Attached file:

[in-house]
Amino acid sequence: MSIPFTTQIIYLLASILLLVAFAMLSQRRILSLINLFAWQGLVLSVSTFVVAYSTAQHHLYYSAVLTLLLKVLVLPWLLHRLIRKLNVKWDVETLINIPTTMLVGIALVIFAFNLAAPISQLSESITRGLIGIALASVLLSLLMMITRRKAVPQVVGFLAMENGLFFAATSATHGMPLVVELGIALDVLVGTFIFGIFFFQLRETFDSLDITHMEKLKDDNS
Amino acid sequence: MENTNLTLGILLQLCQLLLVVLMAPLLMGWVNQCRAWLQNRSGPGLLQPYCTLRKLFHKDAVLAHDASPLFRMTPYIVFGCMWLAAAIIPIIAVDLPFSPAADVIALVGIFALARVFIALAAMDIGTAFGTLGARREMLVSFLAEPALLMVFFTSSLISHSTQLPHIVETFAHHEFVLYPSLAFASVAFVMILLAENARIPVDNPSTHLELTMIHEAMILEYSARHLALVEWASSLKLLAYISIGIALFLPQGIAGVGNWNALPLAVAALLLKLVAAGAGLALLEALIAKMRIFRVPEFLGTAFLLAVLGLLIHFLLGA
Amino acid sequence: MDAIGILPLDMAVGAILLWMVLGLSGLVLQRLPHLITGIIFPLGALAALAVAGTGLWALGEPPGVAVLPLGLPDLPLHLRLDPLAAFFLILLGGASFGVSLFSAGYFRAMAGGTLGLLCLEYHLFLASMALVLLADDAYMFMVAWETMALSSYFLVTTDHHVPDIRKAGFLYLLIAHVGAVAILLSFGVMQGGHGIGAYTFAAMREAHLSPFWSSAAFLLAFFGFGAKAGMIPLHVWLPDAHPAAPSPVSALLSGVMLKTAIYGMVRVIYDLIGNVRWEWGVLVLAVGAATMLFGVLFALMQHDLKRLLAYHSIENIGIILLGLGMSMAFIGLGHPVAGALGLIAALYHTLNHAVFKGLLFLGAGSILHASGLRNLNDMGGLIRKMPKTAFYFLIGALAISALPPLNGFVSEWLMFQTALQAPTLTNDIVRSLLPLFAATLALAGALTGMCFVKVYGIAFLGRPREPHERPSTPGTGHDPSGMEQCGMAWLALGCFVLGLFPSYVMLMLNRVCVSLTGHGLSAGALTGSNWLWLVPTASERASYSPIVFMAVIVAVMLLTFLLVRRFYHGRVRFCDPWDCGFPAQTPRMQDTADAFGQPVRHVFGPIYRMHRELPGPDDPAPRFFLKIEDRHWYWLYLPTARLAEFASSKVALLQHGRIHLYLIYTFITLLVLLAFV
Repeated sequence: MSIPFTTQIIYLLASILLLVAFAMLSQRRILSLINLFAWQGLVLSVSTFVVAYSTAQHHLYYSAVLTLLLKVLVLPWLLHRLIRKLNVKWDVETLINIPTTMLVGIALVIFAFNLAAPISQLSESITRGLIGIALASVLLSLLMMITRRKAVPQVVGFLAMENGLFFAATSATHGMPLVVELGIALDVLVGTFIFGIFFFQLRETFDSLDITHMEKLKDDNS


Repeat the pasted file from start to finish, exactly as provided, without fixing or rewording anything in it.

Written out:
[in-house]
Amino acid sequence: MSIPFTTQIIYLLASILLLVAFAMLSQRRILSLINLFAWQGLVLSVSTFVVAYSTAQHHLYYSAVLTLLLKVLVLPWLLHRLIRKLNVKWDVETLINIPTTMLVGIALVIFAFNLAAPISQLSESITRGLIGIALASVLLSLLMMITRRKAVPQVVGFLAMENGLFFAATSATHGMPLVVELGIALDVLVGTFIFGIFFFQLRETFDSLDITHMEKLKDDNS
Amino acid sequence: MENTNLTLGILLQLCQLLLVVLMAPLLMGWVNQCRAWLQNRSGPGLLQPYCTLRKLFHKDAVLAHDASPLFRMTPYIVFGCMWLAAAIIPIIAVDLPFSPAADVIALVGIFALARVFIALAAMDIGTAFGTLGARREMLVSFLAEPALLMVFFTSSLISHSTQLPHIVETFAHHEFVLYPSLAFASVAFVMILLAENARIPVDNPSTHLELTMIHEAMILEYSARHLALVEWASSLKLLAYISIGIALFLPQGIAGVGNWNALPLAVAALLLKLVAAGAGLALLEALIAKMRIFRVPEFLGTAFLLAVLGLLIHFLLGA
Amino acid sequence: MDAIGILPLDMAVGAILLWMVLGLSGLVLQRLPHLITGIIFPLGALAALAVAGTGLWALGEPPGVAVLPLGLPDLPLHLRLDPLAAFFLILLGGASFGVSLFSAGYFRAMAGGTLGLLCLEYHLFLASMALVLLADDAYMFMVAWETMALSSYFLVTTDHHVPDIRKAGFLYLLIAHVGAVAILLSFGVMQGGHGIGAYTFAAMREAHLSPFWSSAAFLLAFFGFGAKAGMIPLHVWLPDAHPAAPSPVSALLSGVMLKTAIYGMVRVIYDLIGNVRWEWGVLVLAVGAATMLFGVLFALMQHDLKRLLAYHSIENIGIILLGLGMSMAFIGLGHPVAGALGLIAALYHTLNHAVFKGLLFLGAGSILHASGLRNLNDMGGLIRKMPKTAFYFLIGALAISALPPLNGFVSEWLMFQTALQAPTLTNDIVRSLLPLFAATLALAGALTGMCFVKVYGIAFLGRPREPHERPSTPGTGHDPSGMEQCGMAWLALGCFVLGLFPSYVMLMLNRVCVSLTGHGLSAGALTGSNWLWLVPTASERASYSPIVFMAVIVAVMLLTFLLVRRFYHGRVRFCDPWDCGFPAQTPRMQDTADAFGQPVRHVFGPIYRMHRELPGPDDPAPRFFLKIEDRHWYWLYLPTARLAEFASSKVALLQHGRIHLYLIYTFITLLVLLAFV
Repeated sequence: MSIPFTTQIIYLLASILLLVAFAMLSQRRILSLINLFAWQGLVLSVSTFVVAYSTAQHHLYYSAVLTLLLKVLVLPWLLHRLIRKLNVKWDVETLINIPTTMLVGIALVIFAFNLAAPISQLSESITRGLIGIALASVLLSLLMMITRRKAVPQVVGFLAMENGLFFAATSATHGMPLVVELGIALDVLVGTFIFGIFFFQLRETFDSLDITHMEKLKDDNS